• More specifically, replies of involved agent need to reflect the communicative discourse of the first, seed message. As a simple observation, because the first agent uses Attribution to communicate his claims, the other agents have to follow the suite and either provide their own attributions or attack the validity of attribution of the proponent, or both. To capture a broad variety of features for how communicative structure of the seed message needs to be retained in consecutive messages, pairs of respective CDTs can be learned.
  • To verify the agreement of a request-response, discourse relations or speech acts (communicative actions) alone are often insufficient. As can be seen from the example depicted in FIGS. 11-13, the discourse structure of interactions between agents and the kind of interactions are useful. However, the domain of interaction (e.g., military conflicts or politics) or the subjects of these interactions, i.e., the entities, do not need to be analyzed.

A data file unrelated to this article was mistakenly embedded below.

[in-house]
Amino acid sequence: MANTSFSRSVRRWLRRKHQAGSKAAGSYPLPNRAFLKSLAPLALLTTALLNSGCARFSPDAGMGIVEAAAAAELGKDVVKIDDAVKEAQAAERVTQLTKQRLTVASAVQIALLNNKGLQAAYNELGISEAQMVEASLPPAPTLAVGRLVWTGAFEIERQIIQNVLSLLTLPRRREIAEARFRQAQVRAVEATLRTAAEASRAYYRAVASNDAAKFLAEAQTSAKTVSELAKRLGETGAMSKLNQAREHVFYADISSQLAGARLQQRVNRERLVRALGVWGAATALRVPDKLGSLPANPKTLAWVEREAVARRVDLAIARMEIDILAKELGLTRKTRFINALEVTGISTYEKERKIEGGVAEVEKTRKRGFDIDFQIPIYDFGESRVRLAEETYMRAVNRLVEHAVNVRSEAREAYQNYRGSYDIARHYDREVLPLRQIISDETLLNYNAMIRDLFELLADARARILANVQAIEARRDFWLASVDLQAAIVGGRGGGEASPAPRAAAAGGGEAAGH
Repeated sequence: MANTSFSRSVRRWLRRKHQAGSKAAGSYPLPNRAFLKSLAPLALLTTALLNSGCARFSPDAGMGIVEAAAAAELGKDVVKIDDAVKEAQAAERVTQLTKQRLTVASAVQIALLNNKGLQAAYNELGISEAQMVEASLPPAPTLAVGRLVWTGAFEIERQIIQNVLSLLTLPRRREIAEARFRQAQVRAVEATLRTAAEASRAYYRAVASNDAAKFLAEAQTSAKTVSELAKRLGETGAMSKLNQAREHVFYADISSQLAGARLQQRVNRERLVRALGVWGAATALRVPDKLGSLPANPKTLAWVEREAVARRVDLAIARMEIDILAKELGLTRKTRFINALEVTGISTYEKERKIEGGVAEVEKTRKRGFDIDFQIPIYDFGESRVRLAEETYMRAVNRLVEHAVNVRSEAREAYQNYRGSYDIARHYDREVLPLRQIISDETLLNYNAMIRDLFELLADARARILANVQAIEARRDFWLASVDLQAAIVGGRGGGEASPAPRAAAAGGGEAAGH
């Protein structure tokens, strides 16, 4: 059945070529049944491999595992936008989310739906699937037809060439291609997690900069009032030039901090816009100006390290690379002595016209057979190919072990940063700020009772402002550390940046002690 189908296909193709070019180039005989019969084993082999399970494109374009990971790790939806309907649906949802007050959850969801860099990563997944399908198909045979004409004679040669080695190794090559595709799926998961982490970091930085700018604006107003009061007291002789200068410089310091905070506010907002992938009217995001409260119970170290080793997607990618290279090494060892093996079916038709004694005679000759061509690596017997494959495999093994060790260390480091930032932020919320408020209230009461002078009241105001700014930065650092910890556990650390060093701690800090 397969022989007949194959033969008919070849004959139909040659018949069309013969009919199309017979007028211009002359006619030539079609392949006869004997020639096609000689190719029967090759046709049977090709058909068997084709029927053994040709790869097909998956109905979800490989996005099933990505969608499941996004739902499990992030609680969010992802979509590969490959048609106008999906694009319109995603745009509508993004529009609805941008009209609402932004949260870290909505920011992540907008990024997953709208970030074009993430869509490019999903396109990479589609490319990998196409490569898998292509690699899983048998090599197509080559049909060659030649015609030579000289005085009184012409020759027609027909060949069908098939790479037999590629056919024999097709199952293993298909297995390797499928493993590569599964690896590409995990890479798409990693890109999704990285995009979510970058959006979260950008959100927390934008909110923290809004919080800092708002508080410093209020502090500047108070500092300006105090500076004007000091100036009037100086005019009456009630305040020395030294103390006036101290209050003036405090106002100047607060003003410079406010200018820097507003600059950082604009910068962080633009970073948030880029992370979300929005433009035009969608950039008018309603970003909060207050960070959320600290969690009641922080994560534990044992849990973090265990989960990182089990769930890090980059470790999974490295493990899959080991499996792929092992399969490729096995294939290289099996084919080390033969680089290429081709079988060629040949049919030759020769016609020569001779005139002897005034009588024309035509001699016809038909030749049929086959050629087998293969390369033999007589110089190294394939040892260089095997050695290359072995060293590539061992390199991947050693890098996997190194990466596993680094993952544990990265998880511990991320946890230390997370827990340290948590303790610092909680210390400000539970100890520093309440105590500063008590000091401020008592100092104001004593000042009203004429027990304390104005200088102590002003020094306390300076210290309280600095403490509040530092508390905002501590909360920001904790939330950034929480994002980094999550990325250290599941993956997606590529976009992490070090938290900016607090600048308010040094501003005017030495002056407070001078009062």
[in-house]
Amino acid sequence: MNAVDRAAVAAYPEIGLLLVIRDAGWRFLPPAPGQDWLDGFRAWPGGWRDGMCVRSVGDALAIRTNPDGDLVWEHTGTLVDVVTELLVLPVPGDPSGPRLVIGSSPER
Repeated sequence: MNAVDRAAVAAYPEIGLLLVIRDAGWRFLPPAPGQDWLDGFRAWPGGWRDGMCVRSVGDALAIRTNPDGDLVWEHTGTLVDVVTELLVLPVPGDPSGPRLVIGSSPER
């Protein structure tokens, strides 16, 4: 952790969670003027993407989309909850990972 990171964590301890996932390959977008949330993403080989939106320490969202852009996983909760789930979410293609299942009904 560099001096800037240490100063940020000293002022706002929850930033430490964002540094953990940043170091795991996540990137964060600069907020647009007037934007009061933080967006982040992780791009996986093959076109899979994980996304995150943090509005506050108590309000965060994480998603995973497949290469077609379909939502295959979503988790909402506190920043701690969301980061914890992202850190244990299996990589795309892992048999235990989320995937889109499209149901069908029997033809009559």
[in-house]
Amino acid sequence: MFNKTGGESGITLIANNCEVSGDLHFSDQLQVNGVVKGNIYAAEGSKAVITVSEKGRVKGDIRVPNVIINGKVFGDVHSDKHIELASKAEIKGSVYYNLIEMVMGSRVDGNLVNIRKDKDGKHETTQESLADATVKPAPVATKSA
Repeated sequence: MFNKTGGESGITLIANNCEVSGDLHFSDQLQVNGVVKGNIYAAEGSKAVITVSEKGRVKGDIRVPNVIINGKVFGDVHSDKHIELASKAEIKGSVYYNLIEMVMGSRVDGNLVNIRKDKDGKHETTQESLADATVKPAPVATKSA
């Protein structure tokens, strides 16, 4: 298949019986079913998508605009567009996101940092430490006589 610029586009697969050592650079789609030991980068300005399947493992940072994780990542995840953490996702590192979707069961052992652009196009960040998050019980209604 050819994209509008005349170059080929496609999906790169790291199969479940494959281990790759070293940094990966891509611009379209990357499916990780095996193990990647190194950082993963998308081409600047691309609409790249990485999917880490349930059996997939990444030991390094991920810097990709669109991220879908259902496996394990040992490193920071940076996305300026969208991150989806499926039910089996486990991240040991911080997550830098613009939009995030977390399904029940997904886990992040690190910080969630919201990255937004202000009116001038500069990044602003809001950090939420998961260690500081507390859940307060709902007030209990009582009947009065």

• Representing Rhetoric Relations and Communicative Actions
  • In order to compute similarity between abstract structures, two approaches are frequently used: (1) representing these structures in a numerical space, and express similarity as a number, which is a statistical learning approach, or (2) using a structural representation, without numerical space, such as trees and graphs, and expressing similarity as a maximal common sub-structure. Expressing similarity as a maximal common sub-structure is referred to as generalization.
  • Learning communicative actions helps express and understand arguments. Computational verb lexicons help support acquisition of entities for actions and provide a rule-based form to express their meanings. Verbs express the semantics of an event being described as well as the relational information among participants in that event, and project the syntactic structures that encode that information. Verbs, and in particular communicative action verbs, can be highly variable and can display a rich range of semantic behaviors. In response, verb classification helps a learning systems to deal with this complexity by organizing verbs into groups that share core semantic properties.